Human Resources for health in Tanzania
The availability of qualified human resources plays a vital role in the provision of quality health
services. The prevailing human resources for health (HRH) crisis results from the growing demand
for health services along with an inadequate supply from our training institutions as well as inadequate
management of the available human resources.
Any policy that addresses the prevailing crisis has to rely on a sound HRH database. However, the
Health Sector Performance Profile Report 2009 indicates that available HRH data at the central level
differs from data at the district level. To resolve these inconsistencies, a deployment tracking study
has been conducted in 103 districts. Consequently, this report sheds light on the actual HRH situation
The findings indicate a dire shortage of staff in all public health facilities. The districts need more
staffing from all cadres especially clinical officers, nurses and medical attendants. Overall, the HRH
gap in the observed districts stood at 54%.
Moreover, the report enquires how effectively the HRH deployment process of 2008 has contributed
to the closing of the gap. The process of deploying graduates has been differentiated into: districts’
requests of HRH already made in 2007; deployed HRH by the MoHSW, the DMOs and the Benjamin
Mkapa HIV/AIDS Foundation in 2008; HRH reporting to their duty station; HRH that reported and
left or who were not sufficiently qualified; and HRH after deployment process in June 2009.
It has been observed that discrepancies exist throughout the whole deployment process. Districts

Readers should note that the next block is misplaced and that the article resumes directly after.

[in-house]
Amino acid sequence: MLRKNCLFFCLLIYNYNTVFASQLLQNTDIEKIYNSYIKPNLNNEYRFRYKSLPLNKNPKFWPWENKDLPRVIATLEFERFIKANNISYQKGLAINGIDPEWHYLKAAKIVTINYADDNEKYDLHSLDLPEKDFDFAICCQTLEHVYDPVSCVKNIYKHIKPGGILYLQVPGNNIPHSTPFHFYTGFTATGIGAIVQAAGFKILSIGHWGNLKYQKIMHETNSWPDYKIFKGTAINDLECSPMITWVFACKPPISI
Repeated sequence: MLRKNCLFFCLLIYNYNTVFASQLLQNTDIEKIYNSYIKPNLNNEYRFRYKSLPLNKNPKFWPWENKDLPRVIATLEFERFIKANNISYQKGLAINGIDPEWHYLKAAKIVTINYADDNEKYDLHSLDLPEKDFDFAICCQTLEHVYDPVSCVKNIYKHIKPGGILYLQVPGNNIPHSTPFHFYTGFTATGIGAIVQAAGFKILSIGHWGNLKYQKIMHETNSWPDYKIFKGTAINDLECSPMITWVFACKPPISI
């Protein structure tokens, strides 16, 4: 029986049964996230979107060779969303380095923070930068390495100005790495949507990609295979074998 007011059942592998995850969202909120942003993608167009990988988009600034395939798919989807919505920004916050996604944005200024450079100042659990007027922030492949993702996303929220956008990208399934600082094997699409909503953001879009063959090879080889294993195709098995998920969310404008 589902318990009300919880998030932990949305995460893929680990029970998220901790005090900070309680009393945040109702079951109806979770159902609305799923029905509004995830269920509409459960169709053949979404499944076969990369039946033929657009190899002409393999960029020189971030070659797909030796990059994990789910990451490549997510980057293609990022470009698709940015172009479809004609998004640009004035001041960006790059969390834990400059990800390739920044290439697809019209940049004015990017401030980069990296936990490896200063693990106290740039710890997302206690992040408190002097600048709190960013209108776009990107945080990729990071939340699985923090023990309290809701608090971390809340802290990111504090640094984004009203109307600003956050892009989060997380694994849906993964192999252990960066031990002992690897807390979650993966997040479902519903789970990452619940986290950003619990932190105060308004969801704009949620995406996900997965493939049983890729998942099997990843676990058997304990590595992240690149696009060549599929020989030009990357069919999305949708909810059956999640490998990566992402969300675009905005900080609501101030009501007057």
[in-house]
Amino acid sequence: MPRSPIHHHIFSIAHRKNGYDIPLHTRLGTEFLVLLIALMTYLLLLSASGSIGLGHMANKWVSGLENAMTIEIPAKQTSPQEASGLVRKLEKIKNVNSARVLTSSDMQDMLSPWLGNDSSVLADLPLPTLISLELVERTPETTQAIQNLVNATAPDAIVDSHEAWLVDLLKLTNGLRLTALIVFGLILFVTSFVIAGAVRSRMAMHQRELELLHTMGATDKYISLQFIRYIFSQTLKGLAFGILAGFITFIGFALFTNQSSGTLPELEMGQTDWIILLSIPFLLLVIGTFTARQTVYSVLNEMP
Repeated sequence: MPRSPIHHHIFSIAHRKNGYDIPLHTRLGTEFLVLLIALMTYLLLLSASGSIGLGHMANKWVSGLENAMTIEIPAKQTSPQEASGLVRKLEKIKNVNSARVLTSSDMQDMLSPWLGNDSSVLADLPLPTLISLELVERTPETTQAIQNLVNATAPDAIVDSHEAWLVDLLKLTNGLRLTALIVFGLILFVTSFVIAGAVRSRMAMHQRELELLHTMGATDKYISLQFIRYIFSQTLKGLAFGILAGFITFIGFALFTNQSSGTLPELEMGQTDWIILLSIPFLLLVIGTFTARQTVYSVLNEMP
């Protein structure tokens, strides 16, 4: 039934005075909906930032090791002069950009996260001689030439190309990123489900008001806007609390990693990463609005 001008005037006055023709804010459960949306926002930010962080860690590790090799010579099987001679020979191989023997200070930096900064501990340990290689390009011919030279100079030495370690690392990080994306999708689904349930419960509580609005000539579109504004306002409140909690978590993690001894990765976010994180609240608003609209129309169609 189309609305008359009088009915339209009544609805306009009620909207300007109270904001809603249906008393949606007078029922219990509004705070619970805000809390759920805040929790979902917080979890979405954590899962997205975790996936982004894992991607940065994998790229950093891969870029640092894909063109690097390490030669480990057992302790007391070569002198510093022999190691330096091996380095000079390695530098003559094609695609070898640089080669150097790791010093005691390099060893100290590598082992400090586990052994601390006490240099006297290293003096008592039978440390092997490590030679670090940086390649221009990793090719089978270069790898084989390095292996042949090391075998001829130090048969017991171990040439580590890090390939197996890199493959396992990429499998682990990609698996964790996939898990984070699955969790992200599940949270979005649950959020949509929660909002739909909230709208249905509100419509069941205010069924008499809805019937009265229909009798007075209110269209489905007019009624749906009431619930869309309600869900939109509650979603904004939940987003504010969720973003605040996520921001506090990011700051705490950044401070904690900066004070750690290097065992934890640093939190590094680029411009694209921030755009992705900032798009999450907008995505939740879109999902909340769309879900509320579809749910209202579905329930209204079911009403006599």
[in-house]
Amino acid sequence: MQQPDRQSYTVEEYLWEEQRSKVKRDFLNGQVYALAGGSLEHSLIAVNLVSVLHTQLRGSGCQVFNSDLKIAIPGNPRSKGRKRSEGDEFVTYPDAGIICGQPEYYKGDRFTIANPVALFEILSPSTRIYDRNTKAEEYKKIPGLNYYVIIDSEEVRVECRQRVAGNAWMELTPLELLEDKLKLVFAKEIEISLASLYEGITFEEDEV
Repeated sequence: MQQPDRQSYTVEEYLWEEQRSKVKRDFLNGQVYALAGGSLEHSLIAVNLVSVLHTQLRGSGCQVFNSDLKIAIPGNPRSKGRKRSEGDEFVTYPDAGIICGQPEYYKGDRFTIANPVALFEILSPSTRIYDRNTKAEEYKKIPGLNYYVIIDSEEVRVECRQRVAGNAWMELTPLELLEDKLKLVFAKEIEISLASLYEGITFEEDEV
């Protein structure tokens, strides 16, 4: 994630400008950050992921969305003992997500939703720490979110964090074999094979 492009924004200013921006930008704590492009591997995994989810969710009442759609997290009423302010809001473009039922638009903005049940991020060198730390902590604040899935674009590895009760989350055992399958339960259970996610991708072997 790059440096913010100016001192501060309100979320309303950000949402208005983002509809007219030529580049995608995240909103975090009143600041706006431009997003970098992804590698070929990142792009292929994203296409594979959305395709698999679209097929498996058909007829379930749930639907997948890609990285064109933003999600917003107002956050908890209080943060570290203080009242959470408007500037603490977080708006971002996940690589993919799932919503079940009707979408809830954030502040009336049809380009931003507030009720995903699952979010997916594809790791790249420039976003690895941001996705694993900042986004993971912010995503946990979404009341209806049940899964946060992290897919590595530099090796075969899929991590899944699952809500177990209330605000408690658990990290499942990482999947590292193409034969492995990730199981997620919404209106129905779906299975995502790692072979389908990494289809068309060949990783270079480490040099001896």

that lacked quite a lot of staff did not necessarily request relatively more personnel. The correlation
between the HRH requests and the gap is very weak (0.17). Regarding deployment, the same has
been observed since most of the cadres showed an actual deployment rate below 50%. The rate of
health staff reporting to their duty stations was also disappointing. This phenomenon seems to be
more severe in the rural districts than in the urban ones; the reporting rates stand at 74% and 93%,
respectively. We have also observed a gender bias since almost 70% of all graduates who reported to
their duty stations were female.
To close the HRH gap, the government needs to introduce a deployment policy. Moreover, because
the staff inadequacy will prevail in the short and medium term, the reallocation of available HRH
should be considered to mitigate the crisis. At the district level, responsible officials need to create
incentives to attract health workers to their underserved area. Also, the use of temporarily unemployed
and retired health workers can significantly help reducing the existing gap. Further, we hope that the
findings of this report will feed into the planning of HRH training and deployment and also inform
the government about how the available resources can be reallocate to mitigate the HRH crisis and
thereby improve the delivery of health services to the citizens.